Author Topic: China GDP going in reverse?  (Read 21330 times)

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Offline ghostrider80811

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China GDP going in reverse?
« on: November 16, 2011, 07:06:58 AM »
According to one HK professor and what this could mean for China Coin Numismatics.  Also, take account as this is only one professor account of China economic conditions and it would be wise to do your own DD regarding your Chinese Coin Collections/Investments.  I do not have a crystal ball so I cant say whether this is bullish or not but I have my own conclusions so draw your own and feel free to comment as this development is nothing new but this professor goes into more detail with what seems to be hard numbers such as what he refers as the real inflation rate.  If this is true seems like the US and China has much more in common then initially thought.  BTW, I do not have much background knowledge of The Epoch Times so can not tell you the credibility and if you do Id love to hear your side. 


http://www.theepochtimes.com/n2/china-news/chinese-tv-host-says-regime-nearly-bankrupt-141214.html


Chinese TV Host Says Regime Nearly Bankrupt


China’s economy has a reputation for being strong and prosperous, but according to a well-known Chinese television personality the country’s Gross Domestic Product is going in reverse.

Larry Lang, chair professor of Finance at the Chinese University of Hong Kong, said in a lecture that he didn’t think was being recorded that the Chinese regime is in a serious economic crisis—on the brink of bankruptcy. In his memorable formulation: every province in China is Greece.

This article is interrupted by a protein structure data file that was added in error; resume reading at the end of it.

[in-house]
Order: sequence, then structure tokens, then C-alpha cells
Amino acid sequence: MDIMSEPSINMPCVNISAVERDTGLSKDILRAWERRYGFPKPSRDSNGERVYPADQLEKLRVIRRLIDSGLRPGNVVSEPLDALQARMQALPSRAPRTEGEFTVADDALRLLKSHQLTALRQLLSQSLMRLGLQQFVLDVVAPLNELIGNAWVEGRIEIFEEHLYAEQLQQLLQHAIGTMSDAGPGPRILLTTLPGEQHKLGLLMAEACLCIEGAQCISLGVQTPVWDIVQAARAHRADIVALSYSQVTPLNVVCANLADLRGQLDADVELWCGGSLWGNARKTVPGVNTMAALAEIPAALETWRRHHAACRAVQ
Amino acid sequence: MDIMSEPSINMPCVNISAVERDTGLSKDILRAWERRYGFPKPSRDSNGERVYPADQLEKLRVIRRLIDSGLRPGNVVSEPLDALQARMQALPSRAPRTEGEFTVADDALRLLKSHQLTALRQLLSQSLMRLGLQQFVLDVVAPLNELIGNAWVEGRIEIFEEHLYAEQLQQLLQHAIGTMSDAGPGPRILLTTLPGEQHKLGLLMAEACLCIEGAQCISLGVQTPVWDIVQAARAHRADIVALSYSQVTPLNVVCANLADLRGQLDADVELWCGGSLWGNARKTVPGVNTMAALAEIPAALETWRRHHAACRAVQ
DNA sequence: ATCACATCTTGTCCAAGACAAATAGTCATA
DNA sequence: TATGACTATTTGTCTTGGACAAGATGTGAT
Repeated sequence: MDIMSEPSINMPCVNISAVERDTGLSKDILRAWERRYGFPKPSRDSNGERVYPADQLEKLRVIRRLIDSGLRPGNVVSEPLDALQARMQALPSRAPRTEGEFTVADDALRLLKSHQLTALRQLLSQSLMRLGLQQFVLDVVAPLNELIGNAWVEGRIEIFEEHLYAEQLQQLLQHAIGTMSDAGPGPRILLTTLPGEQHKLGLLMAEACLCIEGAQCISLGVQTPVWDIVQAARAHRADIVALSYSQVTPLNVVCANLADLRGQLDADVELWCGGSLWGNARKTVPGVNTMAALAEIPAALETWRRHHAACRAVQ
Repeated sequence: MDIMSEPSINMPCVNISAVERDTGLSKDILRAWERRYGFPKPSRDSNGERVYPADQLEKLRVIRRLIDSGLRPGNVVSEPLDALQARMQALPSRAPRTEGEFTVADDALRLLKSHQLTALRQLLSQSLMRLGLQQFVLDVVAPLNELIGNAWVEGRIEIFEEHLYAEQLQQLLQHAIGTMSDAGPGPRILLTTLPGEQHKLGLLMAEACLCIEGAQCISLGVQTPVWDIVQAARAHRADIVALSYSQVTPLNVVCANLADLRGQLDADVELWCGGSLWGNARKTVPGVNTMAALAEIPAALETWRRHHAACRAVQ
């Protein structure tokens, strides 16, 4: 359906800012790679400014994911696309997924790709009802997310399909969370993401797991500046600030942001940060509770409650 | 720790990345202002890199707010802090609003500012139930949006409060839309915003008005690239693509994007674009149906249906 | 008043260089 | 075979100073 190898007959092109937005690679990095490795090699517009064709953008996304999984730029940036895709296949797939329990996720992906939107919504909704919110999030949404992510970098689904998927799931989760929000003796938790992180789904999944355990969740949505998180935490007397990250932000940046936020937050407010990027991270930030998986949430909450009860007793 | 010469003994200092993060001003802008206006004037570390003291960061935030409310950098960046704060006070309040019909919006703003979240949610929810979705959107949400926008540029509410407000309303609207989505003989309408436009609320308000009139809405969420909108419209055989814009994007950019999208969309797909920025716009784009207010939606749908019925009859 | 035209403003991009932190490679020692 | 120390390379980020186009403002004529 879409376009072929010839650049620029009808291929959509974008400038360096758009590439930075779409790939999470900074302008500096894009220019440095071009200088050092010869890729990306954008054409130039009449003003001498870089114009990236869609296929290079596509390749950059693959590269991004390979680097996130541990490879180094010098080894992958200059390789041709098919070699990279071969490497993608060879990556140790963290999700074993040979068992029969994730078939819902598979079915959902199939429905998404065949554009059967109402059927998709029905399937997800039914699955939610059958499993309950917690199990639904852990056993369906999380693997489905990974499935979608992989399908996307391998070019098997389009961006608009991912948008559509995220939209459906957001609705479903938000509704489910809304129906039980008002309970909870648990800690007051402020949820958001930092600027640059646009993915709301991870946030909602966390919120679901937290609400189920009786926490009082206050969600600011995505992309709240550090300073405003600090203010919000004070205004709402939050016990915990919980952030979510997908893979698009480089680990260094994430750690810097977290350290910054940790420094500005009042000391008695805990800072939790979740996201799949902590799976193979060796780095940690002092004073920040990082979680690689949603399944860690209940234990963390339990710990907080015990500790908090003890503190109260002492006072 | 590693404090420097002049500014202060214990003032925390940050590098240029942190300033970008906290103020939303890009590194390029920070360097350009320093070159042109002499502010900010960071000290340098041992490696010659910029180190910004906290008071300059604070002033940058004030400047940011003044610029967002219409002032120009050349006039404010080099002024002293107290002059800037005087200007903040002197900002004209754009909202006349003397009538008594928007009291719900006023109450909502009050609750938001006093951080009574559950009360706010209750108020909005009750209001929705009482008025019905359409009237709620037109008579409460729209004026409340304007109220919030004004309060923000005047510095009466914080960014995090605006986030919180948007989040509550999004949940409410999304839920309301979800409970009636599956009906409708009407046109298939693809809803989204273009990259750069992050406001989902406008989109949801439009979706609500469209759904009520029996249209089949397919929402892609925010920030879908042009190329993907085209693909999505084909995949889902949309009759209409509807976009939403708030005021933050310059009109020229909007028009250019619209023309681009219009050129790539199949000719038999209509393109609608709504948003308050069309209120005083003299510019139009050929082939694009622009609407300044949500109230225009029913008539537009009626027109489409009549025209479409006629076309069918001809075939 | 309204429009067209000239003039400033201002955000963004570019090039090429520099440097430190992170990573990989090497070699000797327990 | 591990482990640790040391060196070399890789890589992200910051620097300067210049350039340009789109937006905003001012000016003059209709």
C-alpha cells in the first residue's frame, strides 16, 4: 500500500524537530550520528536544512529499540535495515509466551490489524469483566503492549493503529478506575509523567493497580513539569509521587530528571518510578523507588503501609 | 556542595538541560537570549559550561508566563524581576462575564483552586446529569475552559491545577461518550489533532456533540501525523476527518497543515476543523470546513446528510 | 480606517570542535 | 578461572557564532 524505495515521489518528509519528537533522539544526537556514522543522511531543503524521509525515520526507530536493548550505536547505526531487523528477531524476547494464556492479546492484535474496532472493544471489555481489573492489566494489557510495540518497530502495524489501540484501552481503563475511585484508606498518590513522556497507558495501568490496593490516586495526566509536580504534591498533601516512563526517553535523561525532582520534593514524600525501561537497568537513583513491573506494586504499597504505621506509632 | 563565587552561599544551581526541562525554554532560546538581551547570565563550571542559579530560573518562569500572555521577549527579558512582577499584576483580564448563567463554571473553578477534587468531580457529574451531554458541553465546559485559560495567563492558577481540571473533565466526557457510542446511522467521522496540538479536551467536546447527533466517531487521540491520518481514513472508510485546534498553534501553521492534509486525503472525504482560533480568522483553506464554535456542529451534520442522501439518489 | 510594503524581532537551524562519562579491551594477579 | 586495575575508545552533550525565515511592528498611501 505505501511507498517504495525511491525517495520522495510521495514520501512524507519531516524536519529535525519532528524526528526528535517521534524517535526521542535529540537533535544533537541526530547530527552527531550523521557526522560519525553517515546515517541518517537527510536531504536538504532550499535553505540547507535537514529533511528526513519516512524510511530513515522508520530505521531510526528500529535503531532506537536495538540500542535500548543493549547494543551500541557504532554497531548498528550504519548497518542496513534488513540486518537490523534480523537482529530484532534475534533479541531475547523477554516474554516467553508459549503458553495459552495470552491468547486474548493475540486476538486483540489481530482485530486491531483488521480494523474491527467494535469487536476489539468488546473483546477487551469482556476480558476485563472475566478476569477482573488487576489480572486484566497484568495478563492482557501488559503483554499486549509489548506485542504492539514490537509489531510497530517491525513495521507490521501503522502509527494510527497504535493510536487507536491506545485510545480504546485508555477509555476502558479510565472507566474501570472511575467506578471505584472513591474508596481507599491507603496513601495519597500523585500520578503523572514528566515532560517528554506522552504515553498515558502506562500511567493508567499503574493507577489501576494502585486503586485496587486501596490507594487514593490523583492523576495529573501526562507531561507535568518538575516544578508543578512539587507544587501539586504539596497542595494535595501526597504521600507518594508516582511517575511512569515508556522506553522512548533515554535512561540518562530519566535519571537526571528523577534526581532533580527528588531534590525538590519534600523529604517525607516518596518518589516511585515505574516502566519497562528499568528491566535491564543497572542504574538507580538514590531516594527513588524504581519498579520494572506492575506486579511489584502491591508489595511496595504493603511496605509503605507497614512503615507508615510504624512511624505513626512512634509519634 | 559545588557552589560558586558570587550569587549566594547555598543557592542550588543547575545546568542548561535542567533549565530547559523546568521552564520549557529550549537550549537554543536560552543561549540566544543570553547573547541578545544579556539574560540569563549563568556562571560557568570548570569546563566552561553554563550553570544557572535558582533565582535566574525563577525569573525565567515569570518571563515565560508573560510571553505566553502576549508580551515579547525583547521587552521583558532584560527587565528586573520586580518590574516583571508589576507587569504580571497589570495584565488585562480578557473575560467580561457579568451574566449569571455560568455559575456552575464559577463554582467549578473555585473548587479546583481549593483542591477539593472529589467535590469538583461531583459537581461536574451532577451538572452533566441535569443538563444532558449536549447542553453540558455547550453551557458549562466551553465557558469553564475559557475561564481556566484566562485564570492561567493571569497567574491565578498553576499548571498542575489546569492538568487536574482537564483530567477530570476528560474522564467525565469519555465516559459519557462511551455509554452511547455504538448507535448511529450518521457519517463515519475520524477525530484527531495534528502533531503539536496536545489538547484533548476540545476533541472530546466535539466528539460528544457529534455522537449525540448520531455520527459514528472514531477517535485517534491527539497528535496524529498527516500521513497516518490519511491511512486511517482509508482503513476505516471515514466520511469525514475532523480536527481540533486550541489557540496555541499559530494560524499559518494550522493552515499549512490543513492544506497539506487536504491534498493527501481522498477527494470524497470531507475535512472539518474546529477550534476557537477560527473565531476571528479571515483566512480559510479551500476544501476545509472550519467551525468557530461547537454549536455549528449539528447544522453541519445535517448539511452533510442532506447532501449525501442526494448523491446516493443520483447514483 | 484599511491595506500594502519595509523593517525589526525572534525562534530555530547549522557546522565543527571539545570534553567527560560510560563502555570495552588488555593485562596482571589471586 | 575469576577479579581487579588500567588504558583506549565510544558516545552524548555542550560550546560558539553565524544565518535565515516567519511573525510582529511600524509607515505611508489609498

The restrictions Lang placed on the Oct. 22 speech in Shenyang City, in northern China’s Liaoning Province, included no audio or video recording, and no media. He can be heard saying that people should not post his speech online, or “everyone will look bad,” in the audio that is now on Youtube.


In the unusual, closed-door lecture, Lang gave a frank analysis of the Chinese economy and the censorship that is placed on intellectuals and public figures. “What I’m about to say is all true. But under this system, we are not allowed to speak the truth,” he said.

Despite Lang’s polished appearance on his high-profile TV shows, he said: “Don’t think that we are living in a peaceful time now. Actually the media cannot report anything at all. Those of us who do TV shows are so miserable and frustrated, because we cannot do any programs. As long as something is related to the government, we cannot report about it.”

He said that the regime doesn’t listen to experts, and that Party officials are insufferably arrogant. “If you don’t agree with him, he thinks you are against him,” he said.

Lang’s assessment that the regime is bankrupt was based on five conjectures.